, one trillion times smaller than a human eardrum, with a "feline" sensitivity.
Because the communication needs of the world continue to evolve with our gadgets, this new mechanical eardrum promises to surpass even the good old human ear when it comes to accuracy, as evidenced by a new research paper published in Science Advances
Partly made possible by recent developments, the researchers have devised behind the newspaper atomic level eardrums which (obviously) are not only much smaller than a natural eardrum, but also offer unprecedented accuracy. The paper was written by the researchers at Case Western Reserve University in Cleveland, Ohio.
The device is 10,000,000,000,000 times smaller than a human eardrum, which is 100,000 times thinner in size. The sensitivity level is also a lot higher, detecting frequencies up to 120 MHz on a range of 110dB.
"Sensing and communication are the key to a connected world", says Philip Feng, associate professor of electrical engineering / computer science and co-author of the paper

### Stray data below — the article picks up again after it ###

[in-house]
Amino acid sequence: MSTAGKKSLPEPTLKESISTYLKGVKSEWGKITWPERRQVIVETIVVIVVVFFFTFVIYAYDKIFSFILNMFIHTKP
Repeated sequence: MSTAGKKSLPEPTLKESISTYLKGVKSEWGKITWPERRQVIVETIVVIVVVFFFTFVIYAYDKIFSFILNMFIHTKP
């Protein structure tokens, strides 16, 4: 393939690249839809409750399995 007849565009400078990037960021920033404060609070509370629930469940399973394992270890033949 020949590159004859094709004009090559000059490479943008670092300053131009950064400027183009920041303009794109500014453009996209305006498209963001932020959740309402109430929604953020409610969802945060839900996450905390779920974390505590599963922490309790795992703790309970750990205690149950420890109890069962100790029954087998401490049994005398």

In the past decades we have been connected to highly miniaturized devices and systems, and we have always sought smaller dimensions for those devices.
The transducer itself is the only piece of the remaining puzzle, because one that can reliably process data at both ends of detection levels has not yet been developed.
Power requirements are another important factor here too, with requirements between only one picoWatt and one nanoWatt per drumhead. They are also expected to be "very quiet devices".
Applications of the drumhead include energy-efficient communication devices as well as devices requiring a high accuracy and tuning range.